The City of Boise is committed to taking action to promote sustainable practices and initiatives within the community. To this end, the city has partnered with local businesses, organizations, and individuals to achieve this goal. Jonathan Oppenheimer, of the Idaho Conservation League (ICL), recently commented on the analysis of the Attorney General's office, which raised concerns about how a proposed bill would affect the enforcement of Environmental Protection Agency regulations. Following the meeting, ICL issued a statement calling for further discussion of the proposal.
The Idaho Conservation League, Idaho Rivers United, and the Sierra Club organized vigils in Idaho to raise awareness about the issue. In addition, Jervois Cobalt Operations in Idaho and ICL have joined forces to create the Superior Salmon Conservation Action Program. This program seeks to understand how Idaho mountain salmon can benefit people, justice, orcas, and resilience in Washington if the lower Snake River is released. Josh Johnson, conservation associate with the Central Idaho Conservation League, recently warned that if no additional measures are taken, there could be serious consequences such as “seizure of mine water” or “the release of contaminants through surrounding springs or, worse, a catastrophic explosion”.John Robison, director of public lands for ICL, noted that much of Idaho's open spaces are composed of public and private properties with special easements for public access.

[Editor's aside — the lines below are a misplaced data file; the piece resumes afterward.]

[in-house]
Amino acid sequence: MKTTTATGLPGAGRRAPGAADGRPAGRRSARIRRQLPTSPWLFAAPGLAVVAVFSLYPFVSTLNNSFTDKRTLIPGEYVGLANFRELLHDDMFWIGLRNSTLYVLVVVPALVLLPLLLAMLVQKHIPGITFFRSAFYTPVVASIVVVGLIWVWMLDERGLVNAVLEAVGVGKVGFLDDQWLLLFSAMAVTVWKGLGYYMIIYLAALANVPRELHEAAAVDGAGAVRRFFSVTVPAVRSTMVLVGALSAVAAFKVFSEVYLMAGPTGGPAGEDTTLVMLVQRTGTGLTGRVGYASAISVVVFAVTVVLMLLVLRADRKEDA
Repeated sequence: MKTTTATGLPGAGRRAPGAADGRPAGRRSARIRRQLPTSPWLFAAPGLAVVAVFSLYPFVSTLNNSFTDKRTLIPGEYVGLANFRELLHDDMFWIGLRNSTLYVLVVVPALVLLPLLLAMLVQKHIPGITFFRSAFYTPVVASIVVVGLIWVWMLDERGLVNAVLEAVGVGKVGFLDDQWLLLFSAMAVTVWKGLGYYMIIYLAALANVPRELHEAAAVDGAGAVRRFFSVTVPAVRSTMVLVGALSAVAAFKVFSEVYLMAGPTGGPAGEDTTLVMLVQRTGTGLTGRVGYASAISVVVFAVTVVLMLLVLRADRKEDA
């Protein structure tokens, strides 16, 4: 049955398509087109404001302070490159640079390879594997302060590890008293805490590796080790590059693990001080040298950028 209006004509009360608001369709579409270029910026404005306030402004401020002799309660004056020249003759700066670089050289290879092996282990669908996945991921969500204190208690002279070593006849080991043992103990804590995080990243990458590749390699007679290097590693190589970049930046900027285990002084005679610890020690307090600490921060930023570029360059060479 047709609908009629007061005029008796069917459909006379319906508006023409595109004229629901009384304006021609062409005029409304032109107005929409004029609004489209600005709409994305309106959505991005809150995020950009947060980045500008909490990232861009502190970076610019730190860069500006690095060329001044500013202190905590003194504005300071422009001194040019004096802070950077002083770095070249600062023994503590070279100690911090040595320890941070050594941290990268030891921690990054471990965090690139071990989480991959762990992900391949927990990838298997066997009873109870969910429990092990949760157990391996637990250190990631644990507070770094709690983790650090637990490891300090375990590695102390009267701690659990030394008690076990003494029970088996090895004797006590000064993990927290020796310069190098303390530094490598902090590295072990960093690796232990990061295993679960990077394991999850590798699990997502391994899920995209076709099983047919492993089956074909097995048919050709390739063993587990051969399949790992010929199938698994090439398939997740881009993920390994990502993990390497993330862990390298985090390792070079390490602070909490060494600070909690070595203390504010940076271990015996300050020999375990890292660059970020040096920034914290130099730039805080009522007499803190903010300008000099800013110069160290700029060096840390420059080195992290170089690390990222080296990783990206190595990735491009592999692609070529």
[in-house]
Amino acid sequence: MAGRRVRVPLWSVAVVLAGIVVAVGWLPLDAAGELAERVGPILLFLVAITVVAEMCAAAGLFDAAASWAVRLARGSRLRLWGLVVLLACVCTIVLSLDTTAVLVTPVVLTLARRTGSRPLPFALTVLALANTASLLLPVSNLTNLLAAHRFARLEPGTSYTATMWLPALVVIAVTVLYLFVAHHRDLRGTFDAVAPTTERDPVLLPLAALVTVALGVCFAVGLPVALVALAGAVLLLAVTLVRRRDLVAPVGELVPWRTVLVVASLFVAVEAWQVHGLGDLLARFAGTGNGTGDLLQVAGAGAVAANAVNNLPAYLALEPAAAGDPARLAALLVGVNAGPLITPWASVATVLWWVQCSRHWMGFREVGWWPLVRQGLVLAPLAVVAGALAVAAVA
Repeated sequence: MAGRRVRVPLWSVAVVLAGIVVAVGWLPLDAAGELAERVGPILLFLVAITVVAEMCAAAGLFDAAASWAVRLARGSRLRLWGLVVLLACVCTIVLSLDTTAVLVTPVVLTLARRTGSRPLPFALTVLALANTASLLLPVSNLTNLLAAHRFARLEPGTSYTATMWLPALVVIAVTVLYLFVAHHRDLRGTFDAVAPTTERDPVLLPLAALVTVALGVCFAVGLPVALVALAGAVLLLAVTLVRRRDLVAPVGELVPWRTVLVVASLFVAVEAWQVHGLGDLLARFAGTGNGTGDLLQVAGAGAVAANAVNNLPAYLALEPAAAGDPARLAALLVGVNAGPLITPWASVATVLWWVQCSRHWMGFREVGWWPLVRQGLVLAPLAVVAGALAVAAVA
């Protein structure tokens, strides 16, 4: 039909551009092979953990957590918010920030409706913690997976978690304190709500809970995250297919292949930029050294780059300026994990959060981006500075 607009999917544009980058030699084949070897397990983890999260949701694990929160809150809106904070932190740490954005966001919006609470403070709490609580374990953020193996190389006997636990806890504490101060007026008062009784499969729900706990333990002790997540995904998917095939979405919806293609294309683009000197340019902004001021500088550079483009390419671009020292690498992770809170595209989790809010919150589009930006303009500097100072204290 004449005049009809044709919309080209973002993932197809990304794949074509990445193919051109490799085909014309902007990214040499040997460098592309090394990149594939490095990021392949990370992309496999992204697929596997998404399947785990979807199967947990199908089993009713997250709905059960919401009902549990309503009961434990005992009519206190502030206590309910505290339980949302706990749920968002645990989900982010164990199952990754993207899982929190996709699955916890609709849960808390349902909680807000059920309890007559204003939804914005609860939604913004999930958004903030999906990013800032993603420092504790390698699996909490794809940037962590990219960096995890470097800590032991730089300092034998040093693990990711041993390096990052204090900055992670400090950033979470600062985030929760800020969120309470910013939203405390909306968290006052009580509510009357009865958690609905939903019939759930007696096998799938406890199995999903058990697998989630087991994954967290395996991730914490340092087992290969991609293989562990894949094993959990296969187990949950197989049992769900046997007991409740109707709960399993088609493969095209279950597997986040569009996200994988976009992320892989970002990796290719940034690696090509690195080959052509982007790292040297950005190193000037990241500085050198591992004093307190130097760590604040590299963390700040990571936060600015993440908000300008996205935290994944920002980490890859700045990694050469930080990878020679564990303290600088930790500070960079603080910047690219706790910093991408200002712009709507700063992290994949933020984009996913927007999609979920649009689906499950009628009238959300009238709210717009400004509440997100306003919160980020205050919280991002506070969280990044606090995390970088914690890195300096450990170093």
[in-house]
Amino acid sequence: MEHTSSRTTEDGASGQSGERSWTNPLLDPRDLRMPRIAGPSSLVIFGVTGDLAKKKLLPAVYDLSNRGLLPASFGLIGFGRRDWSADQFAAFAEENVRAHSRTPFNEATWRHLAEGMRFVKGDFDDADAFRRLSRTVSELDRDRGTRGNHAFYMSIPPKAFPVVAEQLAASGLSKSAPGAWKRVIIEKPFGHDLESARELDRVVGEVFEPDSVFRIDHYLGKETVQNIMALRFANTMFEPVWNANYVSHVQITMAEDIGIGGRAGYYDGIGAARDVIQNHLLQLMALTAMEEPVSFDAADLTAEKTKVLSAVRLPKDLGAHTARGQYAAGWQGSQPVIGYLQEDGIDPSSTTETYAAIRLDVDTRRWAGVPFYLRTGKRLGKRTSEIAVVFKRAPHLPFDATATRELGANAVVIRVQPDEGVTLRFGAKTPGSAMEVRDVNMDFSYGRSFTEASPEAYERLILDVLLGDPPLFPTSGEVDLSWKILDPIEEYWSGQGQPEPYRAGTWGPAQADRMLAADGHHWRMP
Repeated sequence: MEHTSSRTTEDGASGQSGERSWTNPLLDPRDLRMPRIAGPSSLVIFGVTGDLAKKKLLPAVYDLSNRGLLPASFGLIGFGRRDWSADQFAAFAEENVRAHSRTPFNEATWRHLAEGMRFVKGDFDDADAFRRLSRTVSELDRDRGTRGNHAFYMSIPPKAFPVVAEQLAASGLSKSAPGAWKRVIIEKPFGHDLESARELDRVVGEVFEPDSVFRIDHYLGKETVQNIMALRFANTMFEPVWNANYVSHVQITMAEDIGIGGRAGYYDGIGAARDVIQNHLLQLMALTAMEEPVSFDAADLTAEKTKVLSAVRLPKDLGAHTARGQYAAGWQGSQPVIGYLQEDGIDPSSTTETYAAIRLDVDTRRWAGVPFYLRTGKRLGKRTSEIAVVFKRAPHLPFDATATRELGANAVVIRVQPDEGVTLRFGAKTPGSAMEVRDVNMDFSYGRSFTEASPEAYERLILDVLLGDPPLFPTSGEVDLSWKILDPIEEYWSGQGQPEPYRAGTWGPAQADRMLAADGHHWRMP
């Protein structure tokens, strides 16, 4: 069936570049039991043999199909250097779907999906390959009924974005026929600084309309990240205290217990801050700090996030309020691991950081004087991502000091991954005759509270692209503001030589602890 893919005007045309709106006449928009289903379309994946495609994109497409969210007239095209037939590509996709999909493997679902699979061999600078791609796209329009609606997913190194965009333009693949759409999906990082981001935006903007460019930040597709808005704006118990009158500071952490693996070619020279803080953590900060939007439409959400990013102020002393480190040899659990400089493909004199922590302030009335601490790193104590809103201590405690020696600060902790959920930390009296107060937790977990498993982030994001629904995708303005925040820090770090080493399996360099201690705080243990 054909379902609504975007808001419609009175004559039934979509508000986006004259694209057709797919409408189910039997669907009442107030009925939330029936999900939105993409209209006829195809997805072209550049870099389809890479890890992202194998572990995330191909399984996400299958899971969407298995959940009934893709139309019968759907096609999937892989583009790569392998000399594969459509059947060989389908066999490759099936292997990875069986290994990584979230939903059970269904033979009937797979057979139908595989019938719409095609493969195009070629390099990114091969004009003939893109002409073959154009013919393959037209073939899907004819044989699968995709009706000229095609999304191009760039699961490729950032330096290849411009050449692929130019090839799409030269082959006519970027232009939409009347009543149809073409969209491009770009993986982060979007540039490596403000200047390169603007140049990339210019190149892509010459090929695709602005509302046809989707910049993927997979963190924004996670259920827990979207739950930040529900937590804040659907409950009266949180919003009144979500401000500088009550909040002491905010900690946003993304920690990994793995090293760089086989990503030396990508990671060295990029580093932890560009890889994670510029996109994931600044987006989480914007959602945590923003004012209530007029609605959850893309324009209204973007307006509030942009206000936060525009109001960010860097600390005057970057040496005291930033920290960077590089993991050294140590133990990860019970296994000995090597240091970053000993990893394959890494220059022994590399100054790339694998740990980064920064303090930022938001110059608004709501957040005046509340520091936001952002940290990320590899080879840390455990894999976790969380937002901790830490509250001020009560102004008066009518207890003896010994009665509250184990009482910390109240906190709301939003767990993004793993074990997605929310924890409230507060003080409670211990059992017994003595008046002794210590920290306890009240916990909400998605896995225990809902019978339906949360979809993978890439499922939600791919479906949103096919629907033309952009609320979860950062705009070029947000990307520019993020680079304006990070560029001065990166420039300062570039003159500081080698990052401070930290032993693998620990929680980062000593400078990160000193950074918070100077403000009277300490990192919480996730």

The organization also released a report that gave 87 communities in Idaho a failing grade for their wastewater treatment systems. To address this issue, ICL has formed a council made up of Councilwoman Courtney Hamilton, architect Rebecca Bundy, and Betsy Mizell, director of ICL in central Idaho. The Idaho Department of Fish and Game will review wolf hunting and trapping regulations this year and may consider expanding wolf capture areas and seasons in the Wood River Valley. ICL has also conducted an analysis of state and federal data and research on agricultural pollution in the Eastern Snake Plain aquifer for three consecutive years. The organization has requested that the council provide an avenue for public participation in the planning process. Idaho Matters recently spoke with a solar energy advocate about how changes to regulations could harm homeowners who have already installed solar panels.
It is clear that local businesses and environmental organizations in Boise are working together to promote sustainable practices and initiatives within the community.